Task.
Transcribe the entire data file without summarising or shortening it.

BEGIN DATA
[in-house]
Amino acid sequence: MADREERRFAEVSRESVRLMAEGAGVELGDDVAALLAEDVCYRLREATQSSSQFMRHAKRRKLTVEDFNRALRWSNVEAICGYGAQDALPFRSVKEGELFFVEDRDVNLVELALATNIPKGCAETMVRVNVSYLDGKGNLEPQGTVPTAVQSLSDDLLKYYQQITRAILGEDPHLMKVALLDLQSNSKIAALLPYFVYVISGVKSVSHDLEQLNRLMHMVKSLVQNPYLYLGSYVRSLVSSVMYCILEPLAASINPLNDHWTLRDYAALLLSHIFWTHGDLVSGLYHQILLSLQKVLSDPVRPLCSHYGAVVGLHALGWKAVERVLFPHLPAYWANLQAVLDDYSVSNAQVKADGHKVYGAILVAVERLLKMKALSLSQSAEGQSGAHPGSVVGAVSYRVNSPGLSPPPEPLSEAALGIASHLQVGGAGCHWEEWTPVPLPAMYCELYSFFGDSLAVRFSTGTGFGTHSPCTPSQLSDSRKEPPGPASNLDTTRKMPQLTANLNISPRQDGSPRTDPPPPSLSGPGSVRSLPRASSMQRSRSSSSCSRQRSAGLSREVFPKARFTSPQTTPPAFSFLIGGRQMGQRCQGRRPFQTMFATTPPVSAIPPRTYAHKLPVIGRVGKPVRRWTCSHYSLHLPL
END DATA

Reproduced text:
[in-house]
Amino acid sequence: MADREERRFAEVSRESVRLMAEGAGVELGDDVAALLAEDVCYRLREATQSSSQFMRHAKRRKLTVEDFNRALRWSNVEAICGYGAQDALPFRSVKEGELFFVEDRDVNLVELALATNIPKGCAETMVRVNVSYLDGKGNLEPQGTVPTAVQSLSDDLLKYYQQITRAILGEDPHLMKVALLDLQSNSKIAALLPYFVYVISGVKSVSHDLEQLNRLMHMVKSLVQNPYLYLGSYVRSLVSSVMYCILEPLAASINPLNDHWTLRDYAALLLSHIFWTHGDLVSGLYHQILLSLQKVLSDPVRPLCSHYGAVVGLHALGWKAVERVLFPHLPAYWANLQAVLDDYSVSNAQVKADGHKVYGAILVAVERLLKMKALSLSQSAEGQSGAHPGSVVGAVSYRVNSPGLSPPPEPLSEAALGIASHLQVGGAGCHWEEWTPVPLPAMYCELYSFFGDSLAVRFSTGTGFGTHSPCTPSQLSDSRKEPPGPASNLDTTRKMPQLTANLNISPRQDGSPRTDPPPPSLSGPGSVRSLPRASSMQRSRSSSSCSRQRSAGLSREVFPKARFTSPQTTPPAFSFLIGGRQMGQRCQGRRPFQTMFATTPPVSAIPPRTYAHKLPVIGRVGKPVRRWTCSHYSLHLPL